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Using Artificial Intelligence and Novel Polynomials to Predict Subjective Refraction. Rampat R, Debellemanière G, Malet J, Gatinel D. Sci Rep 10, 8565 (2020)

Here we present a synopsis of our study, where machine learning using wavefront data processed with a new polynomial decomposition basis is leading to accurate and precise prediction of spectacle correction.  

The paper is available here: https://www.nature.com/articles/s41598-020-65417-y

Optical wavefront sensing using aberrometry is an objective method that allows mathematical reconstruction and analysis of lower and higher-order (degree) monochromatic aberrations of the eye. We believe that this objective method had the potential to be the new standard for optimizing the correction of refractive errors by converting aberrometry data to accurate sphero-cylindrical refractions.

The output of a typical wavefront analysis is a list of coefficients, each weighing a specific aberration mode. It is expected that the taxonomy of the higher-order aberrations is clinically relevant and equipped with interesting mathematical properties.

When a wavefront decomposition is performed, each mode is given a coefficient value. The higher the value of the coefficient, the higher the « weight » or effect of the considered mode on the total wavefront error. Wavefront reconstruction over a circular pupil can be achieved by adding some Zernike modes, each weighted by a coefficient whose value is specific to the wavefront of interest.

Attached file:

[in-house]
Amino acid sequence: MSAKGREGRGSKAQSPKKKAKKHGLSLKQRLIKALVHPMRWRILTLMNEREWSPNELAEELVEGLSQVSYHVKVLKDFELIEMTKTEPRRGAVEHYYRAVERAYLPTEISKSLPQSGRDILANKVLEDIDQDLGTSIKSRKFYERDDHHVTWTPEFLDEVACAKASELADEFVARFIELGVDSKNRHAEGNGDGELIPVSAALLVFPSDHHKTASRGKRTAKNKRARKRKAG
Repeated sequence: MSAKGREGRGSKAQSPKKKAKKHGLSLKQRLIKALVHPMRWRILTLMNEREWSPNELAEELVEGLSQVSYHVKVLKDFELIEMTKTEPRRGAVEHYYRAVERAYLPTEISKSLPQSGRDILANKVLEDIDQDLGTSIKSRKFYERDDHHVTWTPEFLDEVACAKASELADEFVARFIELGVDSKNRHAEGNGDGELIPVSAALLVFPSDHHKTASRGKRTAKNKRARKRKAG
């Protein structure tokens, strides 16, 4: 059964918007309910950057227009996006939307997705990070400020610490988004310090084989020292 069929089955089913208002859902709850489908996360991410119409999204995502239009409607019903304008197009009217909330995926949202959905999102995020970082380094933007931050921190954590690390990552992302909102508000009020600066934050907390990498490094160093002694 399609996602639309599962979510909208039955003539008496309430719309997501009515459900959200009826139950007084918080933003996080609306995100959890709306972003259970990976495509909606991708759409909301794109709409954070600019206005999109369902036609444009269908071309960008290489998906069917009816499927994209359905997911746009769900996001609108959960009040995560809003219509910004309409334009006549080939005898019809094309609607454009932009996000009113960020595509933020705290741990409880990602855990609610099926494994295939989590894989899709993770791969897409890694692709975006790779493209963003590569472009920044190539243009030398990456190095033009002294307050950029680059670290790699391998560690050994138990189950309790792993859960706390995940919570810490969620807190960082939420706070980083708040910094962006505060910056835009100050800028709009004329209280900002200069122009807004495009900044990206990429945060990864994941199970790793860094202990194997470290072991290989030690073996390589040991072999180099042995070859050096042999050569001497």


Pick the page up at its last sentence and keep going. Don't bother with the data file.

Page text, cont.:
Various metrics can be derived from the wavefront coefficients analysis:

– The low degree component of the wavefront should correspond to or be highly correlated with the spectacle correction of the measured eye.

– The higher degree component should predict the residual optical defects that persist after correcting that eye with the best spectacles’ correction.


In general, there is a difference between the subjective refraction and the objective refraction predicted by the analysis of the wavefront from the value of the coefficients weighting the low-degree spherical and cylindrical defocus modes. Part of this discrepancy may be related to the influence of high degree aberrations on the subjective perception of the effect of a given low degree correction. The study of the interactions between the best subjective refraction and high degree aberrations is interesting for more than one reason: beyond the prediction of subjective refraction, it also aims to improve the design of personalized refractive corrections and adjust the component low degree refractive with respect to the possible presence of high degree aberrations. Current analyzes are hampered by the fact that the Zernike classification is not suitable for this situation, since certain so-called high-degree aberration modes contain terms of low degree.

Machine learning is already in use in Ophthalmology for image analysis in medical retina and glaucoma as well as regression tasks, notably in IOL calculations.

Our aim was to build and evaluate a set of predictive machine learning models to accurately and precisely objectively refract a patient using wavefront aberrometry with a new aberration decomposition and to evaluate the relative importance of each aberration in the prediction process for each vector.

The accurate distinction between lower and higher wavefront components is mandatory to accurately predict spectacle refraction (as well as accurate retinal image metrics, which was not investigated in this study).